I’m a child psychologist – the three-step guide to helping your kids through divorce and how to have THAT conversation

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IT’S arguably one of the most difficult things a person can go through – as a parent or as a child.

But if you have separated from your partner and are planning a divorce, there are some vital things you can do to make the process easier for your kids.

It's important to avoid conflict around your children while getting a divorce, child psychologist Vincent Papaleo has said


It’s important to avoid conflict around your children while getting a divorce, child psychologist Vincent Papaleo has saidCredit: Getty

Child psychologist Vincent Papaleo spoke to Maggie Dent on the latest episode of her Ask Me Anything podcast about the impact of divorce on children and the things he’s learned throughout his career that can help people get through a marriage separation.

“A nine-year-old girl said to me, ‘My mum and dad don’t get it. I’m half my mum and half my dad and when they fight, it feels like the two halves of who I am are in conflict and I can’t feel whole’,” he began.

“The enormity of that statement is breathtaking.

“And it is so true. I’ve shared that anecdote with so many of the young people I’ve seen and they say, ‘That’s exactly what it feels like to me, it feels like the person I am is broken and split’ – and that’s what we want to avoid.”

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This boils down to one main factor – limiting the “level of conflict between parents and exposure to children of that conflict”.

And within that, there are three key points that Papaleo has come to know as common issues children suffer from while their parents are divorcing.

Firstly, “they do not want to hear their parents’ story”.

Secondly, “they do not want to carry messages between their parents or be responsible for their parents’ communication”.

And lastly, that “they do not want to hear their parents or others close to them speak badly about their parents”.

“Many of the children I see say that their parents are constantly embroiling them, constantly telling their conflicting stories, speaking negatively and badly about each other,” he explained.

“And for children that creates an unreasonable tension and conflict.

“The overwhelming social science research is that the one single predictor of a child’s level of post-separation is adjustment is the level of conflict, and their exposure to that conflict by their parents.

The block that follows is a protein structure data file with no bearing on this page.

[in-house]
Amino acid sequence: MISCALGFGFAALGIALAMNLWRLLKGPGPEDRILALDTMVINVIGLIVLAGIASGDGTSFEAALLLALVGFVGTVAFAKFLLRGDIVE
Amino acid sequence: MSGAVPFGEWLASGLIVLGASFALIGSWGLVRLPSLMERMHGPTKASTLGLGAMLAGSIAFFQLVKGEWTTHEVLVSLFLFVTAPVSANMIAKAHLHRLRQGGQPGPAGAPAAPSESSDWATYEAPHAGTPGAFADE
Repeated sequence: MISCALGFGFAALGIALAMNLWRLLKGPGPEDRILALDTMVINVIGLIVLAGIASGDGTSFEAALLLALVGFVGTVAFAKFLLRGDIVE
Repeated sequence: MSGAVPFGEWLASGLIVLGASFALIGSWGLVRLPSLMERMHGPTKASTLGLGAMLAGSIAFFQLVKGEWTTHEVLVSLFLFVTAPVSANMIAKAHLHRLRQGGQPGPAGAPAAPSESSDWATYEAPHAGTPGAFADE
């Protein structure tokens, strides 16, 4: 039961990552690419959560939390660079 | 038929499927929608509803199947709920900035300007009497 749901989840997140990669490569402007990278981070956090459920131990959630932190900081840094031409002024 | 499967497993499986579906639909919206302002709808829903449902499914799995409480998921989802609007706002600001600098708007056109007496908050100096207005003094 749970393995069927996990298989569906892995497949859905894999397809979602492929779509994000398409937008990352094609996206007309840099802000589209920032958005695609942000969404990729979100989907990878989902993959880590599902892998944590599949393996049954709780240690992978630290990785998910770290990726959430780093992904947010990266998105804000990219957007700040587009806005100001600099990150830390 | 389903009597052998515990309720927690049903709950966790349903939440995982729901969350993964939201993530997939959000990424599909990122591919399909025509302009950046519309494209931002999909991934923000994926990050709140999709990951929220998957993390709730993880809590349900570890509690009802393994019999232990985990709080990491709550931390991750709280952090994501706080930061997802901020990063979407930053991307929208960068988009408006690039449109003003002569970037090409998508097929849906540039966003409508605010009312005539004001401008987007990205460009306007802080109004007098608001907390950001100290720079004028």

“So it’s our job to protect them and in my world, I think one of the best indicators of parental confidence is the capacity of the parent to reflect upon the needs of their child and have a good relationship with the other parent.

“Make decisions through the eyes of your children – do what’s best for them.”

For many people, the conversation with their children about their divorce is an incredibly difficult hurdle to get over.

But Papaleo also had some advice on how to deal with that as well.

“Trying to choose the right words can feel overwhelmingly difficult,” he said.

“Depending on the age of the children it’s my observation that you want to say a little bit less, not a little bit more.

“Don’t give complicated, detailed, lengthy narratives and dialogues as to why you’re separating – rather give factual material – ‘Mum and I, dad and I have been having some difficulties, you can see that we’ve not been getting on, we’ve not been friends, we’ve decided not to live together anymore and we’re going to separate.’

“Firm, direct and to the point.

“No ‘we want to remind you how much we love you and things will be ok’, because that gets lost in the narrative.

“That’s still an important conversation to have, but in that first delivery, having less information that children are able to take the core message from is so important.”

And keep an eye out for certain warning signs if you’re worried your child is not coping well with your divorce.

“Primary age children often display quite transparent behaviour that they’re not coping, and it’s usually seen by the people around them fairly readily,” he said.

“Teenagers are a more complicated group, especially around loyalty – their understanding of the separation and its circumstances is quite different.

“They can think about thinking, they can imagine how other people feel, they can have a view of the behaviour of their parents and they’ll have a judgement about that.

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“What we do not want is we don’t want children who are confronted with conflict and in response flee to their peer group.

“And depending on how their peer group functions, it can be really supportive or it can in fact expose them to quite significant problems.”

Papaleo also advised being "firm and direct" when you tell your kids about your divorce - to make sure the "core message" gets through to them


Papaleo also advised being “firm and direct” when you tell your kids about your divorce – to make sure the “core message” gets through to themCredit: Getty

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